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XJ750 Running fine but general issues.

Discussion in 'XJ Technical Chat' started by Maxwell Partridge, Jun 24, 2019.

  1. Maxwell Partridge

    Maxwell Partridge New Member

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    Hello, first off I just purchased a 1982 Yamaha Maxim 750, I've just did alot of general maintenance on it such as: Fresh oil and filter, brand new air filter, brand new spark plugs, tore apart the carbs and cleaned them best I could with carb cleaner and compressed air, fresh gear oil in the final drive (don't know how to access the front side of the drive-shaft to change the gear oil if there is any there), and washed the bike.

    My general issues I've been having and hoping to seek assistance on are as following: Bike MPG is 27 and when at idle I can faintly smell gasoline while sitting on the bike which makes me think it it overly rich, when starting from a dead stop the bike bogs immensely and acts like it's having serious fuel issues and loses nearly all power unless the bike has been properly warmed up and ridden for Abit already. If not you need to hold the bike at 3k rpm while starting to be able to go without issues, the bike doesn't want to start when cold unless you use starter fluid to get it warmed up first, and finally the starter grinds really loudly and doesn't turn the bike over when attempting to start it but I think the starter just needs to be replaced.
     
  2. Timbox

    Timbox Well-Known Member

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    Welcome to the site! I think you need to take a look at those carbs...If the bike has been sitting for a long time not being run, the carbs are need need of some TLC.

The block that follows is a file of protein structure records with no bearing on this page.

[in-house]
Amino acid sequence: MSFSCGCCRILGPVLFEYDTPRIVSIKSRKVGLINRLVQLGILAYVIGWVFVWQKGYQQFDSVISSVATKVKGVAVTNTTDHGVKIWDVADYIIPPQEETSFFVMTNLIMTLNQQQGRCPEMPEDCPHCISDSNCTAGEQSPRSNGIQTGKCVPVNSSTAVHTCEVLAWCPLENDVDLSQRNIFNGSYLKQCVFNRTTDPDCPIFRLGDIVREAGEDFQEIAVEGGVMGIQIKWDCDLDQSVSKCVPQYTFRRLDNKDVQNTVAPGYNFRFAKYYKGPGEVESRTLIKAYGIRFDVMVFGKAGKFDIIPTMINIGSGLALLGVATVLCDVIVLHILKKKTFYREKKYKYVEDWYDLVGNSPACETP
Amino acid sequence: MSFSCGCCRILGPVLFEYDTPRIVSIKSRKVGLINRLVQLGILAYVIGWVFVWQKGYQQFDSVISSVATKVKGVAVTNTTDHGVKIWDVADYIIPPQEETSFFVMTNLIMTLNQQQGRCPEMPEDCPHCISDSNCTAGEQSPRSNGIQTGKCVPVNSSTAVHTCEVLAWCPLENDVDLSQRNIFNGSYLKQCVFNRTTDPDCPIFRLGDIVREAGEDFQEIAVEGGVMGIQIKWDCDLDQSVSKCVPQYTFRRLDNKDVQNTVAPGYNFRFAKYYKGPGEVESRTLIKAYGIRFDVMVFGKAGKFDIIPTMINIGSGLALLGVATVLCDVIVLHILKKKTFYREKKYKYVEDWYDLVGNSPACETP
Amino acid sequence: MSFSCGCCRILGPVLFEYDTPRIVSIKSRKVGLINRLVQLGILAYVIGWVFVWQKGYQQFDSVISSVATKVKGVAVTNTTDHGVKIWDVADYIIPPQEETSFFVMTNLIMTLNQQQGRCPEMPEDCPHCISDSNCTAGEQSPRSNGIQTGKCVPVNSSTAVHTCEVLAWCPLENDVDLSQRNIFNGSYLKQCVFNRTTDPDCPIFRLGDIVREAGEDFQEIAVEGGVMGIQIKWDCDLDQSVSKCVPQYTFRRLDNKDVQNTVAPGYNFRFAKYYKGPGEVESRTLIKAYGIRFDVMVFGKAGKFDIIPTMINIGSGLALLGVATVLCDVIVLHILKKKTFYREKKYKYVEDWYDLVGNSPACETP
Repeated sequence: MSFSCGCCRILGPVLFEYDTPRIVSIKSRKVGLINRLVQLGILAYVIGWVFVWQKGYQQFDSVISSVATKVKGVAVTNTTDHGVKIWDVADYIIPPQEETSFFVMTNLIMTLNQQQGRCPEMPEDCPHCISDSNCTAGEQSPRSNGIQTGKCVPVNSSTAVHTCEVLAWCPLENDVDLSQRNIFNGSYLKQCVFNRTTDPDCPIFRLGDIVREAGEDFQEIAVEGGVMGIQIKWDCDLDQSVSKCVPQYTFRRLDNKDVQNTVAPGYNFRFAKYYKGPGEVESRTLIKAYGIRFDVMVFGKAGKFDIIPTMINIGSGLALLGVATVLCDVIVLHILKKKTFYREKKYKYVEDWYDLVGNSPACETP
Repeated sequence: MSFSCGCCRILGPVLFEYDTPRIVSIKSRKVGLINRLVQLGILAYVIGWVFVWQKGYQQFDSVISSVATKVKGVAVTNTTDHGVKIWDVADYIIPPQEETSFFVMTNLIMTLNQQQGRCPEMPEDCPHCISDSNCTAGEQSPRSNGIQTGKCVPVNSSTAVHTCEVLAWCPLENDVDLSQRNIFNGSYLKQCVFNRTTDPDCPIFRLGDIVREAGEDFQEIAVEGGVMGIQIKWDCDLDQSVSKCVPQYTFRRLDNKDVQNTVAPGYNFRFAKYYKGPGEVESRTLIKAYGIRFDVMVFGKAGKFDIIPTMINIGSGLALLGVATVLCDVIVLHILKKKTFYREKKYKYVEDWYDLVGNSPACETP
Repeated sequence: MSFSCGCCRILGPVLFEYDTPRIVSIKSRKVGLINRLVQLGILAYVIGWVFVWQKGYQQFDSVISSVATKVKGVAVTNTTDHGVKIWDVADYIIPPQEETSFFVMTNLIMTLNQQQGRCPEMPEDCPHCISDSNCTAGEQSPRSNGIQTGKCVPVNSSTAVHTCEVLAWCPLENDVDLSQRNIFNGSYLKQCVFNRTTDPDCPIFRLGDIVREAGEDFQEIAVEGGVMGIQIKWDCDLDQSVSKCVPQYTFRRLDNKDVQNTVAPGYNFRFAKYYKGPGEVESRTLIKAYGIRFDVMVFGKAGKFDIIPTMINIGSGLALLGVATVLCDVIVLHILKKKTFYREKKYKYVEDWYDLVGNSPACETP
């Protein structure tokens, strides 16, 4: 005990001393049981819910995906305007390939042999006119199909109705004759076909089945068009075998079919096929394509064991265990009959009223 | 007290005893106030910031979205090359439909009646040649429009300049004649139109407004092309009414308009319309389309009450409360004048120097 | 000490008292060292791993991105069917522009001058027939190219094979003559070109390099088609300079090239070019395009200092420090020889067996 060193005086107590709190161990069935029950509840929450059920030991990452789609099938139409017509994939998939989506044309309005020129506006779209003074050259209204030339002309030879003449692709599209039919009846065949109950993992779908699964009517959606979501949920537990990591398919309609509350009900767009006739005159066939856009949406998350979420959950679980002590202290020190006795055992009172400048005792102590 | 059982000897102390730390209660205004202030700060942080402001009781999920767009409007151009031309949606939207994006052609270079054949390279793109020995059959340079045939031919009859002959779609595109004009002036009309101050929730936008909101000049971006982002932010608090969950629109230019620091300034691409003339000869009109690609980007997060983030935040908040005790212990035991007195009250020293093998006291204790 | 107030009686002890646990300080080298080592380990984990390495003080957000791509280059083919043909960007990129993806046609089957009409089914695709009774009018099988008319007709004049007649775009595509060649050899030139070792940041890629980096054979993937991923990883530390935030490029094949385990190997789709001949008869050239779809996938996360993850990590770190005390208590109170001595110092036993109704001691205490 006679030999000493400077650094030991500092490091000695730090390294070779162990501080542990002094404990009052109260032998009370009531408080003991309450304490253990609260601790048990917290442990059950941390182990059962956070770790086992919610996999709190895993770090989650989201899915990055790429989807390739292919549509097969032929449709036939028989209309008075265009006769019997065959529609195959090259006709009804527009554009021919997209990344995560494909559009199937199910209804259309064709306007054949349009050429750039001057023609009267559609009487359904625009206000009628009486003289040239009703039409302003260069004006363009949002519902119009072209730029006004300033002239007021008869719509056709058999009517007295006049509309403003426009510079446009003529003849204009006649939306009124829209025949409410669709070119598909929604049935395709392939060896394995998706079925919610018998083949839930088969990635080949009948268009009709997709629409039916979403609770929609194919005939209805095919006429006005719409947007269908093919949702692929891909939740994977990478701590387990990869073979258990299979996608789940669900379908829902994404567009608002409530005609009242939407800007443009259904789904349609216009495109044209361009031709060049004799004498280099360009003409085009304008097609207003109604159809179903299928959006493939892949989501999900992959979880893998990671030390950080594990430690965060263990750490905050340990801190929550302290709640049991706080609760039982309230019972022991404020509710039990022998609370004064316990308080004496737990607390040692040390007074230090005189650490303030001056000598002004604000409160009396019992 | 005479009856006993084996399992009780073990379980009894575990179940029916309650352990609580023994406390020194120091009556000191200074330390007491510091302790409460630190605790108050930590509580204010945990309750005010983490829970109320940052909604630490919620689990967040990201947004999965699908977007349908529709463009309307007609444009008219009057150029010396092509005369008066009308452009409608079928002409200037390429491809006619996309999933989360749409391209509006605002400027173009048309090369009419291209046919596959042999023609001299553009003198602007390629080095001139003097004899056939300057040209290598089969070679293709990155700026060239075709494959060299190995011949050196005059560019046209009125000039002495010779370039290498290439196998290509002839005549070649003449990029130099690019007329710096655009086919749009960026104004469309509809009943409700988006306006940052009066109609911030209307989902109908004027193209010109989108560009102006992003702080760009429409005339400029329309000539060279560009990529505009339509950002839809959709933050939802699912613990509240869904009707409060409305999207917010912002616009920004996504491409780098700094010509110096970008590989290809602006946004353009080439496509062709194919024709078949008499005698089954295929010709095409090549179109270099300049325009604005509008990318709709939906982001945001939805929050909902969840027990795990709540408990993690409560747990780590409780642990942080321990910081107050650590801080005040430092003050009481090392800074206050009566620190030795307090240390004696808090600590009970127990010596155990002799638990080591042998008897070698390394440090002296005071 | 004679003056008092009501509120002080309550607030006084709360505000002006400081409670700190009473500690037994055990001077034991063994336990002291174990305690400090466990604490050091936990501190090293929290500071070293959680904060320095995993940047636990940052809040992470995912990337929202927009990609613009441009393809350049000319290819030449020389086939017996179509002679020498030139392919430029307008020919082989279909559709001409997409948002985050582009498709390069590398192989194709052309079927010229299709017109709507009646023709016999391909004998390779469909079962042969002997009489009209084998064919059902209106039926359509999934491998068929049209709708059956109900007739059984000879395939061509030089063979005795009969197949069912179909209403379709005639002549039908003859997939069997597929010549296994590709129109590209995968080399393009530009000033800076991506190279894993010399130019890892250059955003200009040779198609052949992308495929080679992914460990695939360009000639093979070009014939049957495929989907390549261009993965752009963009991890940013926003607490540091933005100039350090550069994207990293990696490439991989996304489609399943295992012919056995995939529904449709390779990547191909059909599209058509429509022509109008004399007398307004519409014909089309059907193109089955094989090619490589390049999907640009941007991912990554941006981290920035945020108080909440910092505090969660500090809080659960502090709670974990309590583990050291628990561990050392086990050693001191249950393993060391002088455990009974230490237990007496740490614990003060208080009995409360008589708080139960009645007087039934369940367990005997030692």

https://www.xjbikes.com/forums/threads/in-the-church-of-clean.14692/
    That is the link of how to do the carbs the correct way. There are no short cuts go getting these carbs to work okay and think that will work. They need proper care and respect when you have them off the bike.

    As for the starer, I hope you are right. I think some of the 750's has started issues but I have been lucky so far. I would guess another informed member will be along in a bit to help you with that.

    Congrads on the bike, looking forward to more of you posts on getting her running the way you want her.
     
  3. Maxwell Partridge

    Maxwell Partridge New Member

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    Well the thing is too @Timbox , The person I bought it from gave me an extra set of carbs with it, but they look different. So I don't know if their the carbs that were supposed to originally come with the bike or if the ones on it now are the originals. Even if they are different shouldn't adjusting the duel-air mixture allow me to run them anyways if their not the original carbs?
     
  4. k-moe

    k-moe Pie, Bacon, Bourbon. Moderator Premium Member

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    1. I agree that the carbs need to be pulled and properly cleaned.

    2. The starter motor should be rebuilt, not replaced. Parts (for darned-near everything) are available from @chacal
    Replacing your starter motor brushes w/ pics
    The battery must be in top-shape, and the switches and relays in the starter system must also be in good condition so the starter can spin as fast as intended, or the starter clutch will slip.
    The charging system should be checked as well, just to make sure the battery stays charged properly.

    3. Having said that, the most common cause for the starter clutch to slip is having the wrong oil in the bike. Choosing Oil for a Wet Clutch Motorcycle
    What oil did you use?

    4. The engine is of unit construction, so the transmission and engine share oil. There is no seperate gear oil, aside from the final drive.

    5. Read This First
     
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  5. k-moe

    k-moe Pie, Bacon, Bourbon. Moderator Premium Member

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    You need the correct carbs for the engine. There are ways around that, but simply adjusting the idle mixture will not make the bike run correctly unless the carbs have the correct airflow rate (which is a function of the size of the inlet) and jetting.

    Carb identification can be a bit tricky because Hitachi didn't mark them very well, and some of the parts used to identify them can be swapped.
    The best way is to look for the Hitachi logo on the carb bodies, and note which main, and pilot jets are installed.